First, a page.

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There’s an easy assumption made about those who suffer a major blow in life that, hey, once they’ve survived this traumatic experience, they’re going to be the new Ghandi.

As though every time life gives you a kick deep down in the soul, you’ll automatically go Full Spiritual after you crawl from the wreckage, handing out flowers and being deeply philosophical about this crazy little thing called life.

fuck-cancer-logoWhich, of course, is bollox. In truth, everyone has their own particular story, their own particular path back from pain and suffering, and you’re just as likely to find a sunny saviour in a wheelchair as you are a sour satan.

For Greystonian Darryn Scott, finding out he had testicular cancer sent him on that long journey to recovery, with each turn triggering new emotions, new challenges, and new realities. And as he came to see The Big C as just, well, a big c, Darryn recognised that acceptance was the key. Accepting your new reality. And dealing with it.

Luckily too, Darryn was diagnosed early, and is now four years in remission – but the war goes on long after that big battle has been won.

checkemlads-cancer-testicular-paul-weller-steve-white-phil-morrisBeyond his beautiful partner, Elaine, helping him through this difficult, foundation-shaking time, Darryn found refuge and the key to that acceptance with checkemlads.com, a support group set up initially in the UK by music fan Phil Morris after he was diagnosed with testicular cancer in April, 2003. With a little help from his idol, drummer Steve White (who helps keep Paul Weller in the groove), the charity has proven to be a major stepping stone for hundreds upon hundreds of men coping with testicular cancer, and its aftershocks, for over a decade now.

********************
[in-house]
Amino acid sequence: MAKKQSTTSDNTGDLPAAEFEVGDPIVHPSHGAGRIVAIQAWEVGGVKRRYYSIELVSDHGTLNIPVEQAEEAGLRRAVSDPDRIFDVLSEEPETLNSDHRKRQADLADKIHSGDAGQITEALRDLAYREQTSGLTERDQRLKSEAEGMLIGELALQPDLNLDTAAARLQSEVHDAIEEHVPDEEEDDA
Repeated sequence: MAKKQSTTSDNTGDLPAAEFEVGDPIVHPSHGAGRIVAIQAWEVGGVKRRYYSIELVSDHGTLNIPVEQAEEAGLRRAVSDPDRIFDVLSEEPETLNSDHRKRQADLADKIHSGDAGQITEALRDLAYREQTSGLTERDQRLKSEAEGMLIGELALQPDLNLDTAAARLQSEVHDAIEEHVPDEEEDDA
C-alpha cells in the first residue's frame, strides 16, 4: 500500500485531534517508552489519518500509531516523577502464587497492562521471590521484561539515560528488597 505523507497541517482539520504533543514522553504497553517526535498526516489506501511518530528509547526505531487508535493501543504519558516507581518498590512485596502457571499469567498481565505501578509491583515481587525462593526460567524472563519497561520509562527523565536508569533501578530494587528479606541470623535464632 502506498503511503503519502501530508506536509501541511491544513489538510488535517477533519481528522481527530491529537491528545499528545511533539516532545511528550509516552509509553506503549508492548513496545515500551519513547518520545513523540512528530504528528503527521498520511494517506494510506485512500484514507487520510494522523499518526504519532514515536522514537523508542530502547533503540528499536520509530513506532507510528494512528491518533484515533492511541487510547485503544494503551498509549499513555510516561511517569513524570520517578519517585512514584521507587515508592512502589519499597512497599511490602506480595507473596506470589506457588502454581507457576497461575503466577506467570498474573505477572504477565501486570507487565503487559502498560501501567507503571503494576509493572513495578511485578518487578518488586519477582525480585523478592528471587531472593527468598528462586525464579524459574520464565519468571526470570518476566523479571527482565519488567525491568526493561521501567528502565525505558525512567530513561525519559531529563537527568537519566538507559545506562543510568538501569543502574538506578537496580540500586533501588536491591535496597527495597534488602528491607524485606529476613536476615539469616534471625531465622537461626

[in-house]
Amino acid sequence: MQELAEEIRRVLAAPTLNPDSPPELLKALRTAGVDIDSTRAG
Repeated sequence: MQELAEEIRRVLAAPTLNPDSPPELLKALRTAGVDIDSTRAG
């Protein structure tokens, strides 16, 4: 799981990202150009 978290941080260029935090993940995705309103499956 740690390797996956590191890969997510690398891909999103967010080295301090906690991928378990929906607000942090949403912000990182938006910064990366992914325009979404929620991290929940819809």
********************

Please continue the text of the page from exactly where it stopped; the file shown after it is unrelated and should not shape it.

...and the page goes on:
Bravely coming forward to share his story so that other young men will check themselves for testicular cancer – any hard lumps, dull back ache, heaviness or pain in the scrotum, etc – Darryn here talks of living through that initial shock, and treatment, and, just as importantly, how best to overcome the  psychological after-effects.

The medical cure is just half of the equation; mental wellbeing after such an attack on the body is a crucial part of getting your life back fully…

Generally affecting young men between 15 and 40, you can find out more about testicular cancer on the Irish Cancer site here, about checkemlads.com here, dealing with testosterone deficiency here, and, of course, Greystones Cancer Support here, the latter providing many useful classes and workshops throughout the year, including the current Survivorship Forum, running every Tuesday evening.

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